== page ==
It sounds like a riddle, but what do Britain’s Channel Islands Jersey and Guernsey and the tiny principality of Liechtenstein have in common?
Two words: Tax havens.
All are noted destinations for those looking to park some money off-shore, away from the watchful eye of their home country’s tax man.
But that is changing.
Off-shore tax havens are coming under increasing scrutiny and pressure as the world struggles with the global economic downturn, according to a March 29 report by The Associated Press.
They have little room to fight back.
Prince Alois of Liechtenstein agreed earlier this month to start following the rules set down by the Organization for Economic Cooperation and Development in Europe aimed at curbing tax havens, the AP said.
“We’re in the middle of a power struggle, and the big countries can do what they like,” Michael Lauber, chief executive of the Liechtenstein Bankers Association, told the wire service.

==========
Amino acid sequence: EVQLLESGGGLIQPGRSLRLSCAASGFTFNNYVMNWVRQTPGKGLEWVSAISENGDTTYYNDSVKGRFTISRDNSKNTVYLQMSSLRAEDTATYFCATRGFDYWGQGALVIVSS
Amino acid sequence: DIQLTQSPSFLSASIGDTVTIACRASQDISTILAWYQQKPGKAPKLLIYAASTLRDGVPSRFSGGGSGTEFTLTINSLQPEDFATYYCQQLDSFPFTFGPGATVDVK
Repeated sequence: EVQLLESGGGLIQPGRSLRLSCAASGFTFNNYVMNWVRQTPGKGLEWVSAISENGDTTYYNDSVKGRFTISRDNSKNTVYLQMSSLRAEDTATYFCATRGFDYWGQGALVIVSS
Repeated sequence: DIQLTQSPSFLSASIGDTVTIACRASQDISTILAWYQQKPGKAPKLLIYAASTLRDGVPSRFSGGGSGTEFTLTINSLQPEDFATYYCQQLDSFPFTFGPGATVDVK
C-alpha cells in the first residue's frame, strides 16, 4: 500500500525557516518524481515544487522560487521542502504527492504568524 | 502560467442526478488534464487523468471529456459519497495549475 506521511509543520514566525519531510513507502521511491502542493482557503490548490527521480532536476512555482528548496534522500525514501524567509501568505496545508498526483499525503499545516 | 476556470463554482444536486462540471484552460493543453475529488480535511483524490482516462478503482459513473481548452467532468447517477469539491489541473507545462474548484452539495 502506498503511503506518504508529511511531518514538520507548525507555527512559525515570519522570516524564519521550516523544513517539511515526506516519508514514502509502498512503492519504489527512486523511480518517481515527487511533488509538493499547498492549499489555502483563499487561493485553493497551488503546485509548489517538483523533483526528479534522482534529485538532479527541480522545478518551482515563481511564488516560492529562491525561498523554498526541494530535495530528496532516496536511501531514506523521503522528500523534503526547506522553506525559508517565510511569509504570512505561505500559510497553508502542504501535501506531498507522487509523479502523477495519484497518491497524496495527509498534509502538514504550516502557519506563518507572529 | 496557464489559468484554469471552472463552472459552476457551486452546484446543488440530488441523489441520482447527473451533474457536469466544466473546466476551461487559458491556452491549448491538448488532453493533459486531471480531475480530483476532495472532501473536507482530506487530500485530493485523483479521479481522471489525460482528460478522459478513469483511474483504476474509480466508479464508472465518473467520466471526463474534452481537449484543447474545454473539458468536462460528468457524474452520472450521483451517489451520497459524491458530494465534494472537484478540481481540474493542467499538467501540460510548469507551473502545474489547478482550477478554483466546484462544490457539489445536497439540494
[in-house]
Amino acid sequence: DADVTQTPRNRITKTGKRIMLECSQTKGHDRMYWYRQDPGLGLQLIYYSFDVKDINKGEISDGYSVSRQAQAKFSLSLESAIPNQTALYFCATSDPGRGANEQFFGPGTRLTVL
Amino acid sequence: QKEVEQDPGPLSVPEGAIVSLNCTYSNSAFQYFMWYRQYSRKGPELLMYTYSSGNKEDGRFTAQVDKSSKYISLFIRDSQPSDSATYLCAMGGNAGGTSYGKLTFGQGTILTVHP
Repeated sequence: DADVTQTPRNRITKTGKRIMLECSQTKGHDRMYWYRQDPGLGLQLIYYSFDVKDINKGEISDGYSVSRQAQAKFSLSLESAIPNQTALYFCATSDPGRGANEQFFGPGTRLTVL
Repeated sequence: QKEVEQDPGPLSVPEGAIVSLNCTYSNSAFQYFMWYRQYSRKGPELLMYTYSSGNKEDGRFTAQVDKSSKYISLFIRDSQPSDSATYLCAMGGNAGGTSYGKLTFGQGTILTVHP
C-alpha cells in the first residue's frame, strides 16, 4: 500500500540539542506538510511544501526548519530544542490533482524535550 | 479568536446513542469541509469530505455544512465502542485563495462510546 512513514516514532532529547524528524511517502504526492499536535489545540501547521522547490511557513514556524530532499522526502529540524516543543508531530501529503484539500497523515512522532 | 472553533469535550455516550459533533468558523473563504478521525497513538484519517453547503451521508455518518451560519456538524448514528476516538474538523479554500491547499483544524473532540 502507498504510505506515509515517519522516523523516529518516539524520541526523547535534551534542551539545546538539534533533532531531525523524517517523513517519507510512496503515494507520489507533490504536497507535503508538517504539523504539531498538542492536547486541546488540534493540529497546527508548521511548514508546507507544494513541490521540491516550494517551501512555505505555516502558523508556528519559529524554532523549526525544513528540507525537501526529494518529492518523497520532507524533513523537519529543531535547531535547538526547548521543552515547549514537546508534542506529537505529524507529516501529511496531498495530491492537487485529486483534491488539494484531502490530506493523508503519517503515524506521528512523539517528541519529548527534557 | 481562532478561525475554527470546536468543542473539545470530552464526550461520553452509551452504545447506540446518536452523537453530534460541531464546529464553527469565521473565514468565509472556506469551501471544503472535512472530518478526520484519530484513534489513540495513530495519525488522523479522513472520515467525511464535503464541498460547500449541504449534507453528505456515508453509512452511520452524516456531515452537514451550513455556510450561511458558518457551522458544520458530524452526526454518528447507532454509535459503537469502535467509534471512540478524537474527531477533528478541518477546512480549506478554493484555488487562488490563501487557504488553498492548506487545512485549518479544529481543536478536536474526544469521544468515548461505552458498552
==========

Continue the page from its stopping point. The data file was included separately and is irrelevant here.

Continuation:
The stakes are high.
One consulting group estimated that the amount of money in off-shore accounts that is either not taxed or undertaxed exceeds $7 trillion, the AP said.
The new U.S. administration is also a source of pressure. As a senator, President Barack Obama co-sponsored legislation to crack down on havens estimated to cost the United States $100 billion annually in lost revenue, the AP said.
But one international lawyer says the best weapon might not involve heavier enforcement at all.
Gerhard Roth, a managing partner at the Swiss law firm GHR, told the AP that top tax rates as high as 50 percent like in Germany means some people feel justified in moving their money elsewhere.
This article was submitted by Kathleen O’Connor, a contributing writer for Biz2Credit. Biz2Credit is a small business marketplace that provides entrepreneurs with the latest industry news and financial advice. Send all questions to firstname.lastname@example.org.